WMU tallies $6.5 million in grants over two months
April 16, 2010
KALAMAZOO--Grants to Western Michigan University hit nearly $6.5 million during the months of February and March, WMU trustees learned at their April 15 meeting. The $6,496,123 total brought the year-to-date amount of externally funded awards to nearly $27.3 million for the fiscal year, which began July 1.
Research grants accounted for more than $2 million, with notable awards coming from the National Science Foundation and the U.S. Department of Health and Human Services. The NSF award was for $212,527 and went to Dr. Sherine Obare, associate professor of chemistry, and is through the CAREER program for young faculty who demonstrate promise in advancing their research fields. It will allow Obare to develop nano-scale materials that will impact solar energy storage and solar energy conversion, as well as impact the treatment of organic pollutants common in groundwater. Obare and Dr. Leonard C. Ginsberg, professor of biological sciences, also received an $85,377 award from HHS to help train and interest community college students for careers in biomedical and behavioral sciences.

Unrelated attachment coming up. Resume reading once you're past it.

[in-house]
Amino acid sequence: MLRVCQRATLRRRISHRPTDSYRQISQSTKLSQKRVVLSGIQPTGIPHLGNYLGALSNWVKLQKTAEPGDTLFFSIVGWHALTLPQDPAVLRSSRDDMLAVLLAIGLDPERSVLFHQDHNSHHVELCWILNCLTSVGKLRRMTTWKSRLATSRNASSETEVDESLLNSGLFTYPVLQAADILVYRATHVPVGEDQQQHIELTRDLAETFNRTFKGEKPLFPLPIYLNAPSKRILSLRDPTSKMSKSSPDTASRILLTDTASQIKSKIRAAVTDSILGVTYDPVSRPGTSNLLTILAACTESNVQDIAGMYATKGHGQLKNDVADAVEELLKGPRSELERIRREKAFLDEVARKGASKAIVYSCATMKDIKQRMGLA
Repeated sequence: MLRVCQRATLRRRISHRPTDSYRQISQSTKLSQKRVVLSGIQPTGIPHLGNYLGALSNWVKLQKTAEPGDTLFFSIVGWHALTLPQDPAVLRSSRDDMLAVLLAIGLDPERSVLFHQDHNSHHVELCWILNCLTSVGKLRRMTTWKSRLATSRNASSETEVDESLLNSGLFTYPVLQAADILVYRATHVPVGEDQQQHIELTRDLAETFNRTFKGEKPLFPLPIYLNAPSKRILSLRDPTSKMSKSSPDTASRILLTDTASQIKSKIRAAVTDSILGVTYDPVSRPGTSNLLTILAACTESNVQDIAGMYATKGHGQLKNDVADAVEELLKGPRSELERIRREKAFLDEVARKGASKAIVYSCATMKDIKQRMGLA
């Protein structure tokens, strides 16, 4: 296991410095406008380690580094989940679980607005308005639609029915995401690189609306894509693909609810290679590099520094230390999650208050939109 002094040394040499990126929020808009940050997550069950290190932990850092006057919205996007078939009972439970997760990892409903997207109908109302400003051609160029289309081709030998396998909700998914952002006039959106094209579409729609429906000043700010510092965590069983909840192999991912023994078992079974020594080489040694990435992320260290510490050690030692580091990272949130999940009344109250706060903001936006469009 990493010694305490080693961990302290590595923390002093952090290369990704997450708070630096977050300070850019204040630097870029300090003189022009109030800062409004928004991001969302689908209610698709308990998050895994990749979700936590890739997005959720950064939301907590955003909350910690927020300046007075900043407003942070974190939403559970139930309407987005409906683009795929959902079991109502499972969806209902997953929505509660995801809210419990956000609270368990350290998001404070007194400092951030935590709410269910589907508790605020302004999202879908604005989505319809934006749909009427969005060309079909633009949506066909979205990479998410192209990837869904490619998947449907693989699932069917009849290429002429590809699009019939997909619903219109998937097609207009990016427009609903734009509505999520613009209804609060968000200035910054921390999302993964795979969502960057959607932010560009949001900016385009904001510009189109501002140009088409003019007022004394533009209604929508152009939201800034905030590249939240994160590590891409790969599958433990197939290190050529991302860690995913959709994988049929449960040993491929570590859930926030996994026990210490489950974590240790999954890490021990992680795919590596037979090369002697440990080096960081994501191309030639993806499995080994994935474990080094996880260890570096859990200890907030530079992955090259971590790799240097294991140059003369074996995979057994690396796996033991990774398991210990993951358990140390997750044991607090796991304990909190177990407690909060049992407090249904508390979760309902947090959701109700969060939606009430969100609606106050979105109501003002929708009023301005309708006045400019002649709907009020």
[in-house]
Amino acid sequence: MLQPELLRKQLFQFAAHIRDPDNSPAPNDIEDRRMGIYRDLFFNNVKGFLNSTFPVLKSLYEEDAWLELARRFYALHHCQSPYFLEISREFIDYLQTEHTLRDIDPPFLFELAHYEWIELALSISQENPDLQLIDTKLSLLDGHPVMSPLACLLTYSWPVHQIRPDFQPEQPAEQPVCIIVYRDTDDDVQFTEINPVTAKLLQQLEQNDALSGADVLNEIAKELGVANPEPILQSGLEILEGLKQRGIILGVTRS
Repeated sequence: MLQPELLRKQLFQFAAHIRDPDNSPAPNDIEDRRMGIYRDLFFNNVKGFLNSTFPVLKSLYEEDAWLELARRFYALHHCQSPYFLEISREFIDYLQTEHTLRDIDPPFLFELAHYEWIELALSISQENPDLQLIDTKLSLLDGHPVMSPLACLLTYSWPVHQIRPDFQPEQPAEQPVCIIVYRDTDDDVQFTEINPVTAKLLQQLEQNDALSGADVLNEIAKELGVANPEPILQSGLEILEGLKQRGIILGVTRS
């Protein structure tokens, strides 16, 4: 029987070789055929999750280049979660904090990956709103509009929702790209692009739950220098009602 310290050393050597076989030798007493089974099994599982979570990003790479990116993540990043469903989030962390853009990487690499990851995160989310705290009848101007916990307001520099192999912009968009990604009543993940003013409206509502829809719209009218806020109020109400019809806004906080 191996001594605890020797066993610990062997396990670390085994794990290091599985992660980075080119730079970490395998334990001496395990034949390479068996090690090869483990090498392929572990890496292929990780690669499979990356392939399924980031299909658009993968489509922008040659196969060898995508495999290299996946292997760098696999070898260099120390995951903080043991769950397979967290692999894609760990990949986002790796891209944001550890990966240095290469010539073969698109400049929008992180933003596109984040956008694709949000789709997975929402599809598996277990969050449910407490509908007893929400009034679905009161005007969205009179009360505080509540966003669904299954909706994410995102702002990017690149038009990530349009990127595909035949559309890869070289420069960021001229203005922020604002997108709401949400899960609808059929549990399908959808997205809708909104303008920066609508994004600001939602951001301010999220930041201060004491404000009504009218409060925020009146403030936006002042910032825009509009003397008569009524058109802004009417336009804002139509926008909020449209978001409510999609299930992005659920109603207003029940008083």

Another HHS grant, for $185,623 was to Dr. Pamela Hoppe, assistant professor of biological sciences to investigate the role of ordered arrays of filaments in muscle contraction, with her studies in nematodes revealing the role of a particular enzyme.
Public service grants combined for a little more than $1 million, with the largest award a nearly $800,000 supplemental grant from Kalamazoo Community Mental Health Services to Dr. Carol Sundberg, director of the Center for Disability Services, to provide daily living, communication, behavior control and social skill services to adults with developmental disabilities. Grants for academic support totaled $191,215.
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